A lesser parallel
Posted by Hil on November 05, 1997 at 22:00:50:
In response to Time of the Wolff**Read Carefully in case of Spoilers If you haven't finished all of this week's reading **, written by Cassia on November 05, 1997 at 19:21:26
] When we see the last of Fergus Wolff at the end of Chapter 17, we know him to be playing a role parallel to that of Blanche Glover in the A-C relationship. His relationship with Maud hasn't been resolved to his satifaction, he attempts to destroy things between R and M, he is so very, very, jealous. Depite his name, I've always pictured Fergus as a large bear of a man in an aran sweater. He stalks the halls of the Ash Factory, making it his own even though he's working on a French author! Fergus can be accused of doing the same thing to both Maud and Roland, he takes so much space he doesn't leave any room for them to do their work. His loudness works in the same way as Blanche's silence: it builds a wall that suffocates the rest of the world.
] Like Blanche he attempts to derail the relationship between our lovers. Unlike Blanche's case, Fergus' interference, by forcing them to run, pushed Roland and Maud together. Foolish Fergus.
] No matter how many times I read the novel, I am always left with the same question, does Fergus value nothing beyond himself? Does this mean that Blanche's reasoning is as selfish?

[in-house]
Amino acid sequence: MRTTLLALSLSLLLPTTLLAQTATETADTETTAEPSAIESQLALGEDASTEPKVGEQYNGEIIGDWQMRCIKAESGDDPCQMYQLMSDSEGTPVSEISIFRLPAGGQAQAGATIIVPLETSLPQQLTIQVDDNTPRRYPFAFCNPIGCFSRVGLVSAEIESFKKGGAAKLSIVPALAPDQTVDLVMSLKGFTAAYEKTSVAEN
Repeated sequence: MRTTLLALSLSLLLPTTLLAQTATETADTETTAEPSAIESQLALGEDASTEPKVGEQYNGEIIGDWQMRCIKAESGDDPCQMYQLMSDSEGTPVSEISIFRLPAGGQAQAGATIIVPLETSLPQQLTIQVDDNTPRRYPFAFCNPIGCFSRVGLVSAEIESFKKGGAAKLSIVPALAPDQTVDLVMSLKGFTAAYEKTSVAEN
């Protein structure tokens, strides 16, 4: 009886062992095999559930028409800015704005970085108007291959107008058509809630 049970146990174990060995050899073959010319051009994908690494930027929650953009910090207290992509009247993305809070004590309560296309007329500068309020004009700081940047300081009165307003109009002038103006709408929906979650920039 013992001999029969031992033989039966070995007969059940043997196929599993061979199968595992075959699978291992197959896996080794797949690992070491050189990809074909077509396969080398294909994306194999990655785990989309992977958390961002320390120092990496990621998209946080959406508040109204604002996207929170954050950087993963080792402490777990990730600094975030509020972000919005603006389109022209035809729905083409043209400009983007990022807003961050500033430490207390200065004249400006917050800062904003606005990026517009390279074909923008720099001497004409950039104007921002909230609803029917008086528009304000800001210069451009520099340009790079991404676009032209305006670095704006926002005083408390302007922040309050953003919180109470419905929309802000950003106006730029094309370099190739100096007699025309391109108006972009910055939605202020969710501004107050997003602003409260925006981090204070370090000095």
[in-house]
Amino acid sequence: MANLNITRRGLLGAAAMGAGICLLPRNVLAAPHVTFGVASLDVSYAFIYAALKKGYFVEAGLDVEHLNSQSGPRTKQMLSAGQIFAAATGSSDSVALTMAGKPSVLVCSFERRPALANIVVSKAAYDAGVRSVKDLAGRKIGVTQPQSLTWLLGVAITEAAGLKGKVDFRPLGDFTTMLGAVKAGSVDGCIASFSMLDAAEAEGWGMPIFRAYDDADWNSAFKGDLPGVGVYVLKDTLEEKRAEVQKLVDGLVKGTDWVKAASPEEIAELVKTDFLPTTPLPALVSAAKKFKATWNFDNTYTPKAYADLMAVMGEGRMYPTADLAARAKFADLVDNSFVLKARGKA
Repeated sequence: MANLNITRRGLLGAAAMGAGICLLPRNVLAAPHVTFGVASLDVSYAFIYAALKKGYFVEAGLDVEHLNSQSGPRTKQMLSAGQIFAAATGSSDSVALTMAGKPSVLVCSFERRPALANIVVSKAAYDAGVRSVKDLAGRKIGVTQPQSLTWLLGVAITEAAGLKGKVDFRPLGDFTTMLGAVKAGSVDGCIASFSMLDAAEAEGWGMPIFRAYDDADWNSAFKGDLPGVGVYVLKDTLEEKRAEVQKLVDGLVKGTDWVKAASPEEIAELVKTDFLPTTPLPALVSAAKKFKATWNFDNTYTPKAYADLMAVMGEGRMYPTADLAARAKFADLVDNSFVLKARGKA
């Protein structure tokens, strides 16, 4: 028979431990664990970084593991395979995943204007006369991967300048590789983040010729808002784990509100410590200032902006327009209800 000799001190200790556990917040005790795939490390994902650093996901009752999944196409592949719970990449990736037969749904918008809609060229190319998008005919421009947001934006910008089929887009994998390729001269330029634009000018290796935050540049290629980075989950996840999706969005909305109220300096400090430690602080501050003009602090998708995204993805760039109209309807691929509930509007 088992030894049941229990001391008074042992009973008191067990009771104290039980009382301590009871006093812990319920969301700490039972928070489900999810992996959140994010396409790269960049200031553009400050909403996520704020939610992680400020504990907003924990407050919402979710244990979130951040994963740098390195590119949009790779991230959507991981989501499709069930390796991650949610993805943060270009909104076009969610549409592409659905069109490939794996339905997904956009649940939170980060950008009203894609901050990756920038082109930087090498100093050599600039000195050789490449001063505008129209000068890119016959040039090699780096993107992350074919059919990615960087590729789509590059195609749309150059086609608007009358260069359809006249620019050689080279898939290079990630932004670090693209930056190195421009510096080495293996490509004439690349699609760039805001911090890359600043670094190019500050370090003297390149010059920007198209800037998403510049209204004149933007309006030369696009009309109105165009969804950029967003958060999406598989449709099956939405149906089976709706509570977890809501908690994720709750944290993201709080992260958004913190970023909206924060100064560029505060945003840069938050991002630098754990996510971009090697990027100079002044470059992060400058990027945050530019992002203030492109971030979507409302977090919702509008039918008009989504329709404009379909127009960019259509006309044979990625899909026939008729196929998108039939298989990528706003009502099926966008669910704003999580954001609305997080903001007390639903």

I have always seen him as very lupine - calculating, hungry for action, on the prowl, predatory. I think he is jealous of M and R, but I don't really think this is out of any affection for Maud. I doubt that he ever had anything but self interest in that relationship anyway. And I doubt that he would even try kidding himself that he cared for her. He just wants to possess her life and meddle in it because he likes being in anything that is going on that might have some benefit to him.
Blanche on the other hand,I don't think is quite as self-centred as Fergus. I think she really does care for Christabel, (I don't think C feels her space and creativity are harmed by B, in fact the opposite early on, until B betrays her by pinching the letters), and her actions in trying to derail C & A's relationship stem from her distress at facing the knowledge that C has now turned away from her, and has found a much deeper love.
However, if we take your arguement that implies a closer parallel, do you not have to accept that if Fergus is Maud's ex-lover, then Blanche must have been Christabel's sexual partner for a while?
Posting followups to old messages is disabled; instead go to the main index and post a new message which mentions this one.